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The best time of year to travel to China is spring and fall. Their climate is similar to ours (northern parts temperate, southern parts more tropic). However, tour prices are higher during these months. October 1 is the Chinese national holiday the Anniversary of the Founding of the People's Republic of China, October 1, 1949. The celebration lasts a week and the cities will have large crowds of people in all of the popular venues, making getting around by foot or bus hectic. The biggest and most celebrated festival in China is the Chinese New Year (or Spring Festival) which starts on the first day of the new year containing a new moon and lasts for two weeks.

Consequently, mid-January to mid-February would be other dates in order to avoid crowds or, if you would like to be involved in this very traditional event, dates to consider. Other holidays where crowds could be a problem are the Public festivals designated by the government such as Women's Day, Labor Day, Youth Day, Children’s Day and Army day and many Traditional festivals, Ethnic Minority festivals and Tourism festivals.

Eeney, meeney, miney, Tauck

We knew we liked creature comforts, so the tour we would choose had to use first class hotels situated near shopping areas, good restaurants, and with easy access to local attractions. We wanted to spend at least two weeks in China, to justify our considerable travel costs. We wanted a tour company that had an outstanding reputation and that gave extra value through special excursions and activities that would be included in the price.

We wanted some free time to explore on our own or simply to take a nap. We wanted to spend more than one day in most cities so the unpacking/packing chores were minimized. We preferred to have choices for our dining experiences: not always Chinese food, and not always in a single restaurant. We decided that since fall was a good time weather-wise to be in China, we would go then. Expensive as it was, we opted for traveling business class, and looked for tour companies that offered a business class option in their airline package.

Because of our requirements, the tour companies that we considered were mostly in the Deluxe category. Among this group was Tauck World Tours, a group that we had traveled with five times in the past. The Tauck travel experience has a reputation for quality and a high-level of inclusions. Tauck tours include only the finest hotels in the most attractive locations. Fine cuisine indicative of the local flavor is another signature of Tauck travel itineraries. These tours provide “freedom-of-choice” dining, which allows guests to dine a la carte from several regular restaurant menus with whomever they want, at any time they want.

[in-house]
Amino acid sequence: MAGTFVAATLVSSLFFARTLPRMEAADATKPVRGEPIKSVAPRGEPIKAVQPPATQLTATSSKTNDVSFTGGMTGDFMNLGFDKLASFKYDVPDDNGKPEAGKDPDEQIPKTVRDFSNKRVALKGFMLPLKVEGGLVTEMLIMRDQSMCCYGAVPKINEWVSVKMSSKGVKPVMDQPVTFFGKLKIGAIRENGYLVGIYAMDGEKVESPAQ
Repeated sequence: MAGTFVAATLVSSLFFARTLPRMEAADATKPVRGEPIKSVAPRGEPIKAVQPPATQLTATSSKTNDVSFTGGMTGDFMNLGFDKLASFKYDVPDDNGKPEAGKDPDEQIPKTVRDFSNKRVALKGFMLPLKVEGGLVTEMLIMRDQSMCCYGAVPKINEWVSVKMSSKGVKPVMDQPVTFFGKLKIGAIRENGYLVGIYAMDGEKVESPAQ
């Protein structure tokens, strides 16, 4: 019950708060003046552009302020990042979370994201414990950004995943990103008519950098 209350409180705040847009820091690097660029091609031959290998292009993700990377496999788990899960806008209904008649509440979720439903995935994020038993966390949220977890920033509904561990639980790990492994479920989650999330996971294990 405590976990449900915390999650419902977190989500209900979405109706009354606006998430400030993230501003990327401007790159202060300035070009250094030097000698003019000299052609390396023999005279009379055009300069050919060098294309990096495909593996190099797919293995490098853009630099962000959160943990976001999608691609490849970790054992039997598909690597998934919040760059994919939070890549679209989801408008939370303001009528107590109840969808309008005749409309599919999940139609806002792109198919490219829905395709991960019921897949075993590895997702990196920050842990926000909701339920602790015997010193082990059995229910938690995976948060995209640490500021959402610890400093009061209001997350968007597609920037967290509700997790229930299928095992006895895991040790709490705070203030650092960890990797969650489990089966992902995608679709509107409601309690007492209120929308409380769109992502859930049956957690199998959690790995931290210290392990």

Fully experienced directors lead Tauck tours and provide cultural insight and share interesting historical tidbits about the destinations visited. Local English speaking guides are used in all of the cities visited to give authentic cultural viewpoints. Plus, with Tauck escorted tours all travel expenses are included: meals, transportation, sightseeing, special events. taxes and all gratuities except for the tour director. (Tour directors define the quality of the trip and their compensation should reflect that quality).

In our past experiences with Tauck, one of the most important factors in making the trips outstanding for us was the quality of the tour directors. Not only were they extremely knowledgeable, they were very personable and always looked out for the special needs of each guest, whether it was a walking and/or steps problem or a food requirement, or a medical emergency.

So it should be no surprise to learn that we booked Tauck World Discovery’s 17 day China, the Yangtze River & Hong Kong tour beginning September 25, 2007. (In 2008, this trip will be only 16 days with a slightly different itinerary). The five on-the-tour flights had to be purchased from Tauck, but the international flights did not. We purchased US Airways flights from Philadelphia to Los Angeles and the return ourselves, but used Tauck to book Cathay Pacific Airlines business class from Los Angeles to Hong Kong and Dragon Airlines business class from Hong Kong to Beijing.

Tauck reserves seats, both business and coach, for their customers but you must book early or you may not get a seat. Cathay Pacific Airlines is rated as the third best airline in the world at this writing. Cathay won particular praise for its first-class and business-class service, but Skytrax, a London-based consultancy, made it clear that "the best airlines keep folks happy back in the cheap seats, too.”

Not many US cities have direct flights to Beijing. Had we waited until 2009 to travel, we could have flown directly from Philadelphia to Beijing, because US Airways plans to begin its first-ever non-stop service to Beijing from its Philadelphia hub in 2009 beginning March 25, 2009. American Airlines will fly Chicago to Beijing effective March 25, 2009.

Some of the people on our tour, in order to use frequent flyer miles or to take advantage of special two for one rates (coach), flew rather convoluted routes that involved quite a few travel legs. One couple from Bermuda flew to London, then to Dubai, then to Beijing!

Page Three of Yin and Yang on the Yangtze>>


©2008 Joan James Rapp for

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